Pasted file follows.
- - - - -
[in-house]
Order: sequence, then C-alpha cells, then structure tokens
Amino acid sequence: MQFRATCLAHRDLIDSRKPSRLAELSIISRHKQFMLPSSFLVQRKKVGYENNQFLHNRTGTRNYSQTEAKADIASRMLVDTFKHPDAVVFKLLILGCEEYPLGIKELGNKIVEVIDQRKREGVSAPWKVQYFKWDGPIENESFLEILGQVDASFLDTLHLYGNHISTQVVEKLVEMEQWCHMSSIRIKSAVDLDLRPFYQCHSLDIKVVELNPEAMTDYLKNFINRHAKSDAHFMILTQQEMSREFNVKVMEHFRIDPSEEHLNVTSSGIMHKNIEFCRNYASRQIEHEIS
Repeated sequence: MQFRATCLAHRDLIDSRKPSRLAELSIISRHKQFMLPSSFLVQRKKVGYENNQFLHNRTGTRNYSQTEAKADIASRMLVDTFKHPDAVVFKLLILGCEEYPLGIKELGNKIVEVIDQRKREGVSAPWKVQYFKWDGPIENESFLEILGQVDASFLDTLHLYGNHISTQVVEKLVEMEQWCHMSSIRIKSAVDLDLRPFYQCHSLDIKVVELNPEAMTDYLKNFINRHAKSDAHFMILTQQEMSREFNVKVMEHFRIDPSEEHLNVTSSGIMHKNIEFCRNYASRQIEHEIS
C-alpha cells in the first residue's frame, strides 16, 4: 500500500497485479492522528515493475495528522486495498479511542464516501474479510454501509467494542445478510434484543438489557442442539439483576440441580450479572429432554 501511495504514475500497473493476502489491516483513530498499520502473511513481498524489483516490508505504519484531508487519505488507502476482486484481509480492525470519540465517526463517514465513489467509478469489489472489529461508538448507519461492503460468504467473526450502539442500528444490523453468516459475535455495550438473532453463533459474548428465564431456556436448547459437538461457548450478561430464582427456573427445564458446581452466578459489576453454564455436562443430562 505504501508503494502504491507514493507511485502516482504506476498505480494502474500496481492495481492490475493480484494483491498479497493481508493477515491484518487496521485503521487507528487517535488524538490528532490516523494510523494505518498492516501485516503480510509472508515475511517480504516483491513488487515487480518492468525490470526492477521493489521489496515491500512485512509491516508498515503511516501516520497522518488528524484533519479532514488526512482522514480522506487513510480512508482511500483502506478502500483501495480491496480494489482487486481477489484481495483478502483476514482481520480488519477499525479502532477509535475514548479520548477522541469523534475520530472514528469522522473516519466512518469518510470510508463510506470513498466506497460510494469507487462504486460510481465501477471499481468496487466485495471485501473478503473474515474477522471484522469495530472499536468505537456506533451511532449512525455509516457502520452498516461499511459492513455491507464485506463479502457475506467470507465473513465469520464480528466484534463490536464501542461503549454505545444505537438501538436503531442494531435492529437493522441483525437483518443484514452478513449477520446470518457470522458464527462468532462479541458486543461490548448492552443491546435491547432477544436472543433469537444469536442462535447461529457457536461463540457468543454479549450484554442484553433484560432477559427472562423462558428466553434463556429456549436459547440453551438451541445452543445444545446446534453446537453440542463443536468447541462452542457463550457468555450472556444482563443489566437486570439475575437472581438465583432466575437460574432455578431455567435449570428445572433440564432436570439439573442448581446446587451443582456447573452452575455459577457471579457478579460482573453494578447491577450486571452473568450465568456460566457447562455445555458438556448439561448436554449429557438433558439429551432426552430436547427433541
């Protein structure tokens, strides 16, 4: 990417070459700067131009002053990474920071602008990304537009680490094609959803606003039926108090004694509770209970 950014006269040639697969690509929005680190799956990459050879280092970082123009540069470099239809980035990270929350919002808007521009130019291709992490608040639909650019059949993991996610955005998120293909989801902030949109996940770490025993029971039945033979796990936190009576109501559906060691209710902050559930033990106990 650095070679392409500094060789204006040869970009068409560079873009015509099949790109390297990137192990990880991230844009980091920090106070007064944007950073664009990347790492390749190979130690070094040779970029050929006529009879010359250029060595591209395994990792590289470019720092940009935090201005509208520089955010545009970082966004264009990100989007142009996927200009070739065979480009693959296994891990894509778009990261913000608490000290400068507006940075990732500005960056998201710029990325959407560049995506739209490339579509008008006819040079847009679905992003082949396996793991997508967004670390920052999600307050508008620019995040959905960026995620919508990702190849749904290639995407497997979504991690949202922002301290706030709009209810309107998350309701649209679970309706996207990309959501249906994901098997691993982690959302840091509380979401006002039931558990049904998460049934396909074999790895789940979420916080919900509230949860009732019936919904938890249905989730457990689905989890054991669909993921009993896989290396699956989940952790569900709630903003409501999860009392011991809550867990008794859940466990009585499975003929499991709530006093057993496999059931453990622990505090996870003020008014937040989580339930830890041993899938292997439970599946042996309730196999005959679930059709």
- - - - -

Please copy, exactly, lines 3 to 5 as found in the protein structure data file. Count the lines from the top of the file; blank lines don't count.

Amino acid sequence: MQFRATCLAHRDLIDSRKPSRLAELSIISRHKQFMLPSSFLVQRKKVGYENNQFLHNRTGTRNYSQTEAKADIASRMLVDTFKHPDAVVFKLLILGCEEYPLGIKELGNKIVEVIDQRKREGVSAPWKVQYFKWDGPIENESFLEILGQVDASFLDTLHLYGNHISTQVVEKLVEMEQWCHMSSIRIKSAVDLDLRPFYQCHSLDIKVVELNPEAMTDYLKNFINRHAKSDAHFMILTQQEMSREFNVKVMEHFRIDPSEEHLNVTSSGIMHKNIEFCRNYASRQIEHEIS
Repeated sequence: MQFRATCLAHRDLIDSRKPSRLAELSIISRHKQFMLPSSFLVQRKKVGYENNQFLHNRTGTRNYSQTEAKADIASRMLVDTFKHPDAVVFKLLILGCEEYPLGIKELGNKIVEVIDQRKREGVSAPWKVQYFKWDGPIENESFLEILGQVDASFLDTLHLYGNHISTQVVEKLVEMEQWCHMSSIRIKSAVDLDLRPFYQCHSLDIKVVELNPEAMTDYLKNFINRHAKSDAHFMILTQQEMSREFNVKVMEHFRIDPSEEHLNVTSSGIMHKNIEFCRNYASRQIEHEIS
C-alpha cells in the first residue's frame, strides 16, 4: 500500500497485479492522528515493475495528522486495498479511542464516501474479510454501509467494542445478510434484543438489557442442539439483576440441580450479572429432554 501511495504514475500497473493476502489491516483513530498499520502473511513481498524489483516490508505504519484531508487519505488507502476482486484481509480492525470519540465517526463517514465513489467509478469489489472489529461508538448507519461492503460468504467473526450502539442500528444490523453468516459475535455495550438473532453463533459474548428465564431456556436448547459437538461457548450478561430464582427456573427445564458446581452466578459489576453454564455436562443430562 505504501508503494502504491507514493507511485502516482504506476498505480494502474500496481492495481492490475493480484494483491498479497493481508493477515491484518487496521485503521487507528487517535488524538490528532490516523494510523494505518498492516501485516503480510509472508515475511517480504516483491513488487515487480518492468525490470526492477521493489521489496515491500512485512509491516508498515503511516501516520497522518488528524484533519479532514488526512482522514480522506487513510480512508482511500483502506478502500483501495480491496480494489482487486481477489484481495483478502483476514482481520480488519477499525479502532477509535475514548479520548477522541469523534475520530472514528469522522473516519466512518469518510470510508463510506470513498466506497460510494469507487462504486460510481465501477471499481468496487466485495471485501473478503473474515474477522471484522469495530472499536468505537456506533451511532449512525455509516457502520452498516461499511459492513455491507464485506463479502457475506467470507465473513465469520464480528466484534463490536464501542461503549454505545444505537438501538436503531442494531435492529437493522441483525437483518443484514452478513449477520446470518457470522458464527462468532462479541458486543461490548448492552443491546435491547432477544436472543433469537444469536442462535447461529457457536461463540457468543454479549450484554442484553433484560432477559427472562423462558428466553434463556429456549436459547440453551438451541445452543445444545446446534453446537453440542463443536468447541462452542457463550457468555450472556444482563443489566437486570439475575437472581438465583432466575437460574432455578431455567435449570428445572433440564432436570439439573442448581446446587451443582456447573452452575455459577457471579457478579460482573453494578447491577450486571452473568450465568456460566457447562455445555458438556448439561448436554449429557438433558439429551432426552430436547427433541